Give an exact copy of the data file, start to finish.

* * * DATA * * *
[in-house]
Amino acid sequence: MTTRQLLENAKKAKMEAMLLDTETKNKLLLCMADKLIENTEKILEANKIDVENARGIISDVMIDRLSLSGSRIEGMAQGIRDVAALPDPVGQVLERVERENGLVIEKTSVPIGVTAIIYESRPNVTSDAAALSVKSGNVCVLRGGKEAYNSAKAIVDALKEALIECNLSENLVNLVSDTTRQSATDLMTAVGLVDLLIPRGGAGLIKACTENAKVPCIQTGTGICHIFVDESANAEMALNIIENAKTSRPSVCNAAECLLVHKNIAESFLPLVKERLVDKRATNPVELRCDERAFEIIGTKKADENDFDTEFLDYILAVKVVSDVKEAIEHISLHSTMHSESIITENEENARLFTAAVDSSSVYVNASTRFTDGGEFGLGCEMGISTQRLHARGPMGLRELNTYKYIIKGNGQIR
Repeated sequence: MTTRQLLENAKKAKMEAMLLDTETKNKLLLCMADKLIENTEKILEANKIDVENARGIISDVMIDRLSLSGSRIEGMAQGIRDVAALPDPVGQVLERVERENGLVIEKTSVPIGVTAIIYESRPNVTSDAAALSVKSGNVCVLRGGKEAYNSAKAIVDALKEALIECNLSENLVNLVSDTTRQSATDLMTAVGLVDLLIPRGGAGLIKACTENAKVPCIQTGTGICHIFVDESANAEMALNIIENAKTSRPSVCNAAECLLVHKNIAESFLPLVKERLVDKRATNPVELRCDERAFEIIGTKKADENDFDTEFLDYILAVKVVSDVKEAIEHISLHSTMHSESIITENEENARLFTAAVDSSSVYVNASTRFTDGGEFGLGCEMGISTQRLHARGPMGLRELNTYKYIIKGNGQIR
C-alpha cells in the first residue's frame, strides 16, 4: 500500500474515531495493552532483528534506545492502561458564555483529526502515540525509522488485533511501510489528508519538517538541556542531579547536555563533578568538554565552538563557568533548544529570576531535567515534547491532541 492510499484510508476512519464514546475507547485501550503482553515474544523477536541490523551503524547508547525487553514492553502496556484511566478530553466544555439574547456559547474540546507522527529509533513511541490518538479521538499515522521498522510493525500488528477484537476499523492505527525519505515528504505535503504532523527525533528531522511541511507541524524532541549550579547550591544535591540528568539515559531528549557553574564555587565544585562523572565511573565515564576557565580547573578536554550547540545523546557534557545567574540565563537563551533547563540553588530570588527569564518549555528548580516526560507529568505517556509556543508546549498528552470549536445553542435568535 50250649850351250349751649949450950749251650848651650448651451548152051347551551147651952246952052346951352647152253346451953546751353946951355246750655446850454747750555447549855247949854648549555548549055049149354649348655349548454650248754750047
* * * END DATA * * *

[in-house]
Amino acid sequence: MTTRQLLENAKKAKMEAMLLDTETKNKLLLCMADKLIENTEKILEANKIDVENARGIISDVMIDRLSLSGSRIEGMAQGIRDVAALPDPVGQVLERVERENGLVIEKTSVPIGVTAIIYESRPNVTSDAAALSVKSGNVCVLRGGKEAYNSAKAIVDALKEALIECNLSENLVNLVSDTTRQSATDLMTAVGLVDLLIPRGGAGLIKACTENAKVPCIQTGTGICHIFVDESANAEMALNIIENAKTSRPSVCNAAECLLVHKNIAESFLPLVKERLVDKRATNPVELRCDERAFEIIGTKKADENDFDTEFLDYILAVKVVSDVKEAIEHISLHSTMHSESIITENEENARLFTAAVDSSSVYVNASTRFTDGGEFGLGCEMGISTQRLHARGPMGLRELNTYKYIIKGNGQIR
Repeated sequence: MTTRQLLENAKKAKMEAMLLDTETKNKLLLCMADKLIENTEKILEANKIDVENARGIISDVMIDRLSLSGSRIEGMAQGIRDVAALPDPVGQVLERVERENGLVIEKTSVPIGVTAIIYESRPNVTSDAAALSVKSGNVCVLRGGKEAYNSAKAIVDALKEALIECNLSENLVNLVSDTTRQSATDLMTAVGLVDLLIPRGGAGLIKACTENAKVPCIQTGTGICHIFVDESANAEMALNIIENAKTSRPSVCNAAECLLVHKNIAESFLPLVKERLVDKRATNPVELRCDERAFEIIGTKKADENDFDTEFLDYILAVKVVSDVKEAIEHISLHSTMHSESIITENEENARLFTAAVDSSSVYVNASTRFTDGGEFGLGCEMGISTQRLHARGPMGLRELNTYKYIIKGNGQIR
C-alpha cells in the first residue's frame, strides 16, 4: 500500500474515531495493552532483528534506545492502561458564555483529526502515540525509522488485533511501510489528508519538517538541556542531579547536555563533578568538554565552538563557568533548544529570576531535567515534547491532541 492510499484510508476512519464514546475507547485501550503482553515474544523477536541490523551503524547508547525487553514492553502496556484511566478530553466544555439574547456559547474540546507522527529509533513511541490518538479521538499515522521498522510493525500488528477484537476499523492505527525519505515528504505535503504532523527525533528531522511541511507541524524532541549550579547550591544535591540528568539515559531528549557553574564555587565544585562523572565511573565515564576557565580547573578536554550547540545523546557534557545567574540565563537563551533547563540553588530570588527569564518549555528548580516526560507529568505517556509556543508546549498528552470549536445553542435568535 50250649850351250349751649949450950749251650848651650448651451548152051347551551147651952246952052346951352647152253346451953546751353946951355246750655446850454747750555447549855247949854648549555548549055049149354649348655349548454650248754750047